There are twenty-four Greek rhythms. These rhythms should be spoken together with someone trained in professional Formative Speech to best experience their healing value. At a later time it will be possible to show and describe something of their relationships within this Journal.

Rhythm is, in fact, relationship. In the long accents one is drawn toward the earth as in the winter world. In the shorts one is lifted up to the heavens, as in the summer world. All the transformations and permutations of rhythm occur between these two polarities.

I have been asked by the editor to describe my use of the Kalevala rhythm in the ‘Krienol Legend’, which has been published in this issue. It is a declamatory epic account, arising out of the heart forces. It has a ballad-like quality written in trochee, or long-short. There are generally four lines to a stanza; each line consists of four trochees. Less emphasis is placed on the second and fourth lines while the first and third lines are generally spoken more strongly as in the following example:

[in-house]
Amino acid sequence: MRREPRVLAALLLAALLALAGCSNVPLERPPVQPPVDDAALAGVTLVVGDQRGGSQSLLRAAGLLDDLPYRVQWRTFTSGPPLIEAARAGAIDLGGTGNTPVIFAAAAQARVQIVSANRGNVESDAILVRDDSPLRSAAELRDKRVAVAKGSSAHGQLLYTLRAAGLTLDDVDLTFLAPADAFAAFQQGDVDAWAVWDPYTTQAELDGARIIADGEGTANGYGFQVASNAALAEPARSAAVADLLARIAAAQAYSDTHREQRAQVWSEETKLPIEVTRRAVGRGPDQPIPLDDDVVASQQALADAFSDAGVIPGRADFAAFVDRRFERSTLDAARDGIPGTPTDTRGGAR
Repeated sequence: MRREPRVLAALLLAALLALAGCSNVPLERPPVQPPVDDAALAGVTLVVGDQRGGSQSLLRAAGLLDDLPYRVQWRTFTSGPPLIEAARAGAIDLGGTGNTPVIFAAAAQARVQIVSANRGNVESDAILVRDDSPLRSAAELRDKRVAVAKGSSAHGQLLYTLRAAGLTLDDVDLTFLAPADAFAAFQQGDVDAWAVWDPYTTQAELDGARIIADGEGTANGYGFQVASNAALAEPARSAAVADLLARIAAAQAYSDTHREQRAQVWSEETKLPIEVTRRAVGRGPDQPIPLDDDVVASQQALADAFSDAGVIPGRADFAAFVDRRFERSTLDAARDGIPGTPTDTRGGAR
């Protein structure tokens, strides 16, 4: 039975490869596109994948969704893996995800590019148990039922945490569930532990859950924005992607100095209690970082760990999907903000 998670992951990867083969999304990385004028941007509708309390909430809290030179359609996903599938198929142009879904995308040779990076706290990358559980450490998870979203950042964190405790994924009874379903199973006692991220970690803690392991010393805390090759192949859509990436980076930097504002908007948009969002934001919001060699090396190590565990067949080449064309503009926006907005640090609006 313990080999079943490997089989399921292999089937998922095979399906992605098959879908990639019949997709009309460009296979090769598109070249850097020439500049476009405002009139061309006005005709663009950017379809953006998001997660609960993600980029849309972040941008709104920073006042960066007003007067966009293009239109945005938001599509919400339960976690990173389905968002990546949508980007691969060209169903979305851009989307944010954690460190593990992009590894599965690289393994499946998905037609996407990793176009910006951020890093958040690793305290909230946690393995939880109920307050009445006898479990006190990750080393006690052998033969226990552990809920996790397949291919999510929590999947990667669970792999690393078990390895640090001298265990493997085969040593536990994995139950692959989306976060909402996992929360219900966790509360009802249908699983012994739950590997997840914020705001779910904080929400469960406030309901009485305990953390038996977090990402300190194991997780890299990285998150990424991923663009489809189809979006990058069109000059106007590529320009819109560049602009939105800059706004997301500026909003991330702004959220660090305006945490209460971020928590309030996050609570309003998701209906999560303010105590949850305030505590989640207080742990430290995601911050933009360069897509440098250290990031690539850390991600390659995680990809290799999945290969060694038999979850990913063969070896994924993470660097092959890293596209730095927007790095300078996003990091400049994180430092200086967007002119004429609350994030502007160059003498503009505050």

‘Iggie Krie was bold and bearded

On a kind of quest adventure;

Seeking seeds from ancient, wondrous

Long forgotten land of Krienols.’

Certain ‘longs’ are to be emphasised in the case of alliteration or assonance such as I have underlined above. This occurs when the same beginning consonants, or vowel sounds are repeated within a span of two lines.